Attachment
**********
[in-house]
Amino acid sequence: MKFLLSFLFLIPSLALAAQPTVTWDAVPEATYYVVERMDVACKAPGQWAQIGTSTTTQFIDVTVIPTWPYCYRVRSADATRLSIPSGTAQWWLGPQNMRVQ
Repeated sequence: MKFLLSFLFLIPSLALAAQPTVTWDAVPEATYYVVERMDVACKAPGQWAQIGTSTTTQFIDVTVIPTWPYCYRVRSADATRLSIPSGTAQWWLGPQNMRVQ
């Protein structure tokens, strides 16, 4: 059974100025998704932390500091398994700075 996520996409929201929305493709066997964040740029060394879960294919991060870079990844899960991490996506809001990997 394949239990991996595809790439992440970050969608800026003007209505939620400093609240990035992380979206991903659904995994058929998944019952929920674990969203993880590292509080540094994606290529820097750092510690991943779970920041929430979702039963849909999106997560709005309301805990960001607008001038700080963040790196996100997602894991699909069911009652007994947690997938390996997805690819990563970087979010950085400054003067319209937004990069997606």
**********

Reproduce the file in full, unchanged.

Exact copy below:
[in-house]
Amino acid sequence: MKFLLSFLFLIPSLALAAQPTVTWDAVPEATYYVVERMDVACKAPGQWAQIGTSTTTQFIDVTVIPTWPYCYRVRSADATRLSIPSGTAQWWLGPQNMRVQ
Repeated sequence: MKFLLSFLFLIPSLALAAQPTVTWDAVPEATYYVVERMDVACKAPGQWAQIGTSTTTQFIDVTVIPTWPYCYRVRSADATRLSIPSGTAQWWLGPQNMRVQ
């Protein structure tokens, strides 16, 4: 059974100025998704932390500091398994700075 996520996409929201929305493709066997964040740029060394879960294919991060870079990844899960991490996506809001990997 394949239990991996595809790439992440970050969608800026003007209505939620400093609240990035992380979206991903659904995994058929998944019952929920674990969203993880590292509080540094994606290529820097750092510690991943779970920041929430979702039963849909999106997560709005309301805990960001607008001038700080963040790196996100997602894991699909069911009652007994947690997938390996997805690819990563970087979010950085400054003067319209937004990069997606």